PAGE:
I just wanted to learn what the United Way was doing. I did learn about it, because I became part of it. I got caught up in something I didn’t totally understand, but which I believed in, and through me, God made a difference in the Berwick area.

Have you come here today with questions, wondering where God is, what God is doing? Good. That’s a great place to be. Those questions are good. But I’m going to warn you. Ask those kinds of questions, and God just might answer you. You might just find out that what God is doing right now is forgiving you. And healing you. And calling you. And lighting a fire underneath you. And you just might find out that what God is doing tomorrow is done with your hands.

And you just might find out your life is full of meaning, and full of life, and full of joy.

And then next week you’ll get confused and troubled again. And that’s alright too. That’s why we’re here. That’s why we’re the church. We figure this out together, by together listening to and talking about God’s Word. We figure this out together, by sharing these gifts of bread and wine with one another, and trusting that Christ is truly present there. We figure this out together, even though we don’t fully understand any of it. Even though we disagree on some of it. We figure this out by listening to God, and following Christ, together. By being UNITED as we follow the WAY.

Amen.

Sheep Tales

This is an adapted form of the sermon I preached this morning, the Fourth Sunday of Easter. The gospel text was John 10:1-10

Once upon a time there was a pen full of sheep.

Continue reading “Sheep Tales”

Peace Amid Fear

This is an adapted version of the sermon I preached today, the Second Sunday of Easter. The gospel reading was John 20:19-31.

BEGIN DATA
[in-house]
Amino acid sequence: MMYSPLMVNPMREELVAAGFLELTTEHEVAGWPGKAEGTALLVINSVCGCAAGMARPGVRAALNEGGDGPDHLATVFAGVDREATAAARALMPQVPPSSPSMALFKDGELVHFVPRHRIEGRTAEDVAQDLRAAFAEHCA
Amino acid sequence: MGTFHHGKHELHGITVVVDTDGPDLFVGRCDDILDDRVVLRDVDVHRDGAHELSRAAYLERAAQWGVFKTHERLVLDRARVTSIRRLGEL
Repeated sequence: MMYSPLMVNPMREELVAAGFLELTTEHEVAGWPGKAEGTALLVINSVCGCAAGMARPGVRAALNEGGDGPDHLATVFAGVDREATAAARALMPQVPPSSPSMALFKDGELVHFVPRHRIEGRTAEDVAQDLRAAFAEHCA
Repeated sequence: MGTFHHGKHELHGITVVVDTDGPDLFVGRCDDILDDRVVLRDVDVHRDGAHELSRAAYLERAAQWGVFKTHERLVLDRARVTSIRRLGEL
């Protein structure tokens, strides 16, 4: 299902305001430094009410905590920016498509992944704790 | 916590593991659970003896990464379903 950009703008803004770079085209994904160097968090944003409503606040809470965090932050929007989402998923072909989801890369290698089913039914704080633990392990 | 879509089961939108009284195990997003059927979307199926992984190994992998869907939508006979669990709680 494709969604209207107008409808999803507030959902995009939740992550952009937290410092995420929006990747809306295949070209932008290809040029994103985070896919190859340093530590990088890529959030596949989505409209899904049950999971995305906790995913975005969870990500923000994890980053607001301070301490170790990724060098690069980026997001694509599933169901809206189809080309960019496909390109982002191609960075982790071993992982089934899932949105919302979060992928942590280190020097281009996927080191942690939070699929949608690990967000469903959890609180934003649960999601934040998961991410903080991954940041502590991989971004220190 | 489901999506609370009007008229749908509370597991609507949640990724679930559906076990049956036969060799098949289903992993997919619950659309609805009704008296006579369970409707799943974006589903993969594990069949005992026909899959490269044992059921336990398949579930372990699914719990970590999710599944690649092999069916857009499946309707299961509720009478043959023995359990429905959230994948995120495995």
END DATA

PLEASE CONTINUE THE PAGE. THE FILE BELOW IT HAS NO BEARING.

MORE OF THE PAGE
I feel like I should be somewhere else today. And what’s pretty strange is that the place I feel I should be is St. Luke Lutheran Church, a little congregation in Archbald, which is near Scranton.

You see, every nine years, I preach at St. Luke. And I’m due this year. Nine years ago, when I was serving a church in Nescopeck, I was at St. Luke on the Second Sunday of Easter, as a pulpit exchange. And nine years before that, I preached there as a seminary student. It’s a strange little tradition, but it just feels like it’s time for me to go back to that little church. I’m not going to, though. But if I did, I know what I’d preach about. Every time I’ve preached there, I’ve talked about fear.

The first time I was there, in 1999, I said these words: The Y2K bug will not mean the end of the planet Earth. The mountains will not crumble; the ocean levels will not rise. But it just might mean the end of our society as we know it. Remember the Y2K bug? That problem with computers in the 90s that was supposed to cause a worldwide crash on New Years Day? I honestly preached, “it might mean the end of our society as we know it.” Silly as it seems now, many of us were honestly scared of that then.

The second time I preached there, in 2008, I said very similar words: This recession will not mean the end of the planet Earth. The mountains will not crumble; the ocean levels will not rise. But it just might mean the end of our society as we know it. Now, I will grant you, the recession of 2008 did have much more lasting effects that Y2K. But the end of our society? Hardly. But many of us were honestly scared of that then.

There was always something to be afraid of. And now, in 2017, I wouldn’t have any trouble finding something frightening to mention in a sermon at St. Luke.

But let’s look at today’s gospel. This story is often referred to as “Doubting Thomas.” But I think of it more as “Frightened Disciples.” Let’s look.